In December, Prof. Sue McGinty and Kimberley Wilson represented the research collaboration at the 2014 International Conference of the Australian Association for Research in Education (AARE), hosted by the Queensland University of Technology in Brisbane. The symposium, “The Dilemma of “Measuring the Influence” of Flexible Learning Option Provision on Disenfranchised Youth,” was presented by Kimberley Wilson to a large, receptive audience.

Abstract: Youth disengagement is an ongoing concern in Australia with large numbers of young people not achieving Year 12 or equivalent, notwithstanding government school retention initiatives (COAG, 2012). To address this issue, state and non-government organisations across Australia have endeavoured to develop appropriate programs to meet the needs of young people aged 12–20 who have formally disengaged from school.  These programs typically sit outside or alongside mainstream schooling programs and are broadly identified as
Flexible Learning Options (FLOs) (Brader & McGinty, 2005; Te Riele, 2012).

According to a recent report commissioned by the Dusseldorp Skills Forum, approximately 33,000 of the most severely disenfranchised group of young people in Australia are currently being provided for by Flexible Learning Options (Te Riele, 2012).  Catering to a diverse clientele, the flexible learning sector has developed as a broad kaleidoscope of programs spanning the nation and most concentrated in recognised areas of social, economic and geographical disadvantage. As the sector burgeons, there is an increasing amount of research directed at mapping the extent, nature and reach of flexible learning provision (Te Riele, 2012). What remains missing from the research literature is a reliable measure of the impact of flexible learning options in relation to lifetime outcomes for potentially the most disadvantaged group of young people in Australia.


AARE Symposium Presentation 2014 Wilson, McGinty

The presentation focused on current research activity involving Flexible Learning Options in five states in Australia. Despite the commonly cited reference to the significant influence of FLOs on young people, the value of the educational opportunity afforded by FLOs is often undermined by presentation of a limited range of outcomes with a heavy emphasis on those considered both ‘intangible’ and ‘soft’. There is little data that links these so-called intangible outcomes to a measurable impact on disenfranchised young people’s life trajectories.  In an attempt to determine the ‘measurable value’ of FLO participation, this presentation will focus on the quantitative, semi-quantitative and qualitative methodology and methods implemented to determine such outcomes in an Australian Research Council funded Linkage Project. Further, preliminary data arising from the research will be presented focusing on participant identified attributes of FLOs and how these attributes influence outcomes. Of significance to the presentation is the consideration of the relationship identified between the intangible outcomes identified by FLO participants, to tangible outcomes more readily understood by the wider community.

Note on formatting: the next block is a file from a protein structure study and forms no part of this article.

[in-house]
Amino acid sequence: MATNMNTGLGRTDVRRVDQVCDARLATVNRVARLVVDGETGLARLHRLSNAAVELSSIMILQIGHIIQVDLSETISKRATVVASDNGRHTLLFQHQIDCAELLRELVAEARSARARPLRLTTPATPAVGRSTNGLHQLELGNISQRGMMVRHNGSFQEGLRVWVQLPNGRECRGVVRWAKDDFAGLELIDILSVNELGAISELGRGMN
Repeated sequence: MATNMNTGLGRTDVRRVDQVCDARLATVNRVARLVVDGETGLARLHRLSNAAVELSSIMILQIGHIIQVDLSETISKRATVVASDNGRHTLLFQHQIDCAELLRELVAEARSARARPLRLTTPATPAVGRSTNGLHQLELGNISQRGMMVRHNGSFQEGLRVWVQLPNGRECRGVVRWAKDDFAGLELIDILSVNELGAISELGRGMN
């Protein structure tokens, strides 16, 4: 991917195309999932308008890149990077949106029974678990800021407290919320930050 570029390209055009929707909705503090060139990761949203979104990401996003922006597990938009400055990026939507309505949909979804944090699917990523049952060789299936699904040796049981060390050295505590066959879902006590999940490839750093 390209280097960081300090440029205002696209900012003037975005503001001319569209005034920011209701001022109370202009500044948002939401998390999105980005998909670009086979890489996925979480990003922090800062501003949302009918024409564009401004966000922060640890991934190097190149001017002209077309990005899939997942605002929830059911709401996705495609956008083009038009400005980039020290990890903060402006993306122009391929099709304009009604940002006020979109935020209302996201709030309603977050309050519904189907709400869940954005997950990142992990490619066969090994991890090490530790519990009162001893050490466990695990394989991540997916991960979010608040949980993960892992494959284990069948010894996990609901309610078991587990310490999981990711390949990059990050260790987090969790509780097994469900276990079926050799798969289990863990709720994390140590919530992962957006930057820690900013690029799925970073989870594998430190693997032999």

Kimberley Wilson (James Cook University) Presenter
Sue McGinty (James Cook University) Presenter
Brian Lewthwaite (James Cook University)
Kitty Te Riele (Victoria University)
Riccardo Welters (James Cook University)
Mark Thomas (James Cook University)
George Myconos (BSL)
Valda Wallace (James Cook University)
Hurriyet Babacan (James Cook University)


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